Abstract: The Syrian Civil War gave rise to the largest refugee flight reaching Europe since the Yugoslavian wars in the 1990s. The crisis evidenced the deficiencies of the European Union Asylum Policy, which struggled both to offer solutions to Syrian refugees and to efficiently allocate costs across Member States. We draw on previous theoretical work to simulate how a system of tradable refugee-admission quotas coupled with a matching mechanism assigning refugees to their preferred destinations and destinations to their preferred types of refugees would give more flexibility to Member States while respecting refugee rights and preferences.
    Keywords: immigration policy, EU policy, tradable quotas, refugee resettlement, asylum seekers, international public goods
    JEL: F22 F5 H87 I3 K33
    Date: 2015–10
  10. By: James M. Bishop (Oklahoma State University)
    Abstract: A state cigarette tax increase may deter some residents from smoking, but other residents may avoid the higher tax by purchasing cigarettes from another state. Using U.S. health survey micro data from 1999 to 2012, this paper measures how border-crossing opportunities affect the smoking deterrence achieved by a cigarette tax increase. I estimate by two-way fixed effects regression that a $1 state cigarette tax increase decreases the smoking rate by an additional 0.58 percentage points for each dollar of cigarette tax in the nearest lower-tax state. However, each successive $1 tax increase decreases the smoking rate by 0.38 fewer percentage points than the last. I show that the signs of these terms can be theoretically derived without parametric assumptions. I observe that, as both home and nearest lower taxes rose from 1999 to 2012, the mean effectiveness of a home state tax increase remained roughly constant over the period. My results imply that the lowest-tax states are those with the greatest power to reduce the national smoking rate.
    Keywords: Cigarette Taxes, Smoking, Tax Avoidance, Border-crossing
    JEL: I12 I18 H26 H73
    Date: 2015–10
  11. By: Raghuram, K; Prashanth D. Udayakumar; Richa Prajapathi
    Abstract: The Jawaharlal Nehru Port Trust (JNPT) is the largest container port in India, handling about 40% of India’s container traffic in 2014-15. JNPT has five container terminals (CT) out of which three have already been operationalised, a standalone CT of 330 metres (m) is partially operationalised and a fourth CT is under construction. While the first CT, Jawaharlal Nehru Port Container Terminal, is operated by JNPT, the other four CTs have been licensed to private operators under public-private partnership mode. The development of the CTs is a case study to understand how various conflicts have been addressed or accentuated by policy makers, legal and regulatory authorities, and the mechanisms used to resolve them. Following a case-based analytical approach, case studies, court judgements, published and unpublished papers, media reports, primary data from discussions, and secondary data have been examined to construct a chronological story of the bids for the five CTs during the twenty five years since the commissioning of the port in 1989. The concessioning of each CT to a private stakeholder involved contentious issues which prompted the authorities to revise policy guidelines periodically to address them. Consequent and prolonged litigation resulted in time and cost overruns. Various issues, like policy formulation, contractual rights versus policy guidelines, strategic risks, monopoly prevention versus scale economies, market risks, effect of elections, leadership changes, security clearances, mutuality and clarity in documentation, that emerged during the bidding processes, have been crystallised as lessons learnt.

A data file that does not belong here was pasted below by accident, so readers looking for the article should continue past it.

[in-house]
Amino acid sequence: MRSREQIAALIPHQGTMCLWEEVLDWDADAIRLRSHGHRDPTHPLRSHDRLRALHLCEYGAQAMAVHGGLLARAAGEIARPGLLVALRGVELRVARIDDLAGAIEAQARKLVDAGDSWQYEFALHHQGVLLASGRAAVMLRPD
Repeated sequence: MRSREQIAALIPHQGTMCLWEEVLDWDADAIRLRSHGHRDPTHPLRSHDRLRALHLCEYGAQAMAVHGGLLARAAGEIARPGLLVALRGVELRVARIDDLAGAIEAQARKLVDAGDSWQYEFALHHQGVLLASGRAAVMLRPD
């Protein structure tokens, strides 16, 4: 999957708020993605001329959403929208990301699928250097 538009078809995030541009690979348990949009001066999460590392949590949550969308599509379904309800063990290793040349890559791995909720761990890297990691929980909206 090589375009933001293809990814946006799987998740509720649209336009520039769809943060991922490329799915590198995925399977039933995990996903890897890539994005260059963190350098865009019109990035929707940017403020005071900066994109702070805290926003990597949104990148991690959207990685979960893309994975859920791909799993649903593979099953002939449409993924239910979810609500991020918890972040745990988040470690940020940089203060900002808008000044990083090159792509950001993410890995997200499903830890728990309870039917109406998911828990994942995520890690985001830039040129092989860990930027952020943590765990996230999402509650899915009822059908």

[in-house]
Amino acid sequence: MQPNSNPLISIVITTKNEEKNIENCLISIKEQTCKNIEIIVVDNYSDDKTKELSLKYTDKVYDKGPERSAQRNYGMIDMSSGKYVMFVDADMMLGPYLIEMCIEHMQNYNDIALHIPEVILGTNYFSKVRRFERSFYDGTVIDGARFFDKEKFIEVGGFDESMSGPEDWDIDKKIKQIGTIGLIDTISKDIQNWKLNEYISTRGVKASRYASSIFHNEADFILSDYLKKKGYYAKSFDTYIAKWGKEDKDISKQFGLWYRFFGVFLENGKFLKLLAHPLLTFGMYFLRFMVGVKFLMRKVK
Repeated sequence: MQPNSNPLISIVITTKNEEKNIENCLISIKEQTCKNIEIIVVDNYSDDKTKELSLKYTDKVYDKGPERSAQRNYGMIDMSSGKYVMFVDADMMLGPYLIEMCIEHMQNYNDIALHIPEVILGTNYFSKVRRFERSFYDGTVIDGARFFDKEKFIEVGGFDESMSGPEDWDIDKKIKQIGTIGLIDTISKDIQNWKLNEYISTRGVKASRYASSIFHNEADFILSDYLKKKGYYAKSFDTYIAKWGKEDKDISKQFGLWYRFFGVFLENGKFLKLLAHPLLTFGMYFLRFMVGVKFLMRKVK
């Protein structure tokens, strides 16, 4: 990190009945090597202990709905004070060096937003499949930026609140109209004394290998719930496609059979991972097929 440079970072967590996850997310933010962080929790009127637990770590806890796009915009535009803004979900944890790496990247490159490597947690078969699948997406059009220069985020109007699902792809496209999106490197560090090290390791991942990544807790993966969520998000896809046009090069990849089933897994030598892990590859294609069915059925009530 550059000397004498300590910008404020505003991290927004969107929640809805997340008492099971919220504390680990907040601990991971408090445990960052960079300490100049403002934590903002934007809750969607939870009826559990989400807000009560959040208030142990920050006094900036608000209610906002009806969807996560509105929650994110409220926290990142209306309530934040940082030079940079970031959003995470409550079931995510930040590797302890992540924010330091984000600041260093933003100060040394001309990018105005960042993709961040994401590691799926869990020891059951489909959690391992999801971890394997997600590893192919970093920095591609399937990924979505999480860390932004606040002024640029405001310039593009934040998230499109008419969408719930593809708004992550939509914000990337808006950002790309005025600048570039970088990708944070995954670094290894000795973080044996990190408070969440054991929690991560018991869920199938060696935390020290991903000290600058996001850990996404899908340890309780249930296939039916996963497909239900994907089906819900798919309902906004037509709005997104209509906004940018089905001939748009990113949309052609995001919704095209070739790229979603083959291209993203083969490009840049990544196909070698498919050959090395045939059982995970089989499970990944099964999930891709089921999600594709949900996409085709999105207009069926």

12. By: Renate Buijze (Erasmus University Rotterdam (EUR) - Erasmus School of Law); Christoph Engel (Max Planck Institute for Research on Collective Goods, Bonn); Sigrid Hemels (Erasmus University Rotterdam (EUR) - Erasmus School of Law)
    Abstract: An increasing fraction of donations is channeled through donation intermediaries. These entities serve multiple purposes, one of which seems to be providing donors with greater certainty: that the donation reaches its intended goal, and that the donor may be sure to get a tax benefit. We interpret this function as insurance and test the option to insure donations in the lab. Our participants indeed have a positive willingness to pay for insurance against either risk. Yet the insurance option is only critical for their willingness to donate to a charity if the uncertainty affects the proper use of their donation.
    Keywords: Insurance, charity, Donation, donation intermediary
    JEL: D64 H25 D03 H31 D12 G22 K34 L31
    Date: 2015–10

This nep-law issue is ©2015 by Eve-Angeline Lambert. It is provided as is without any express or implied warranty. It may be freely redistributed in whole or in part for any purpose. If distributed in part, please include this notice.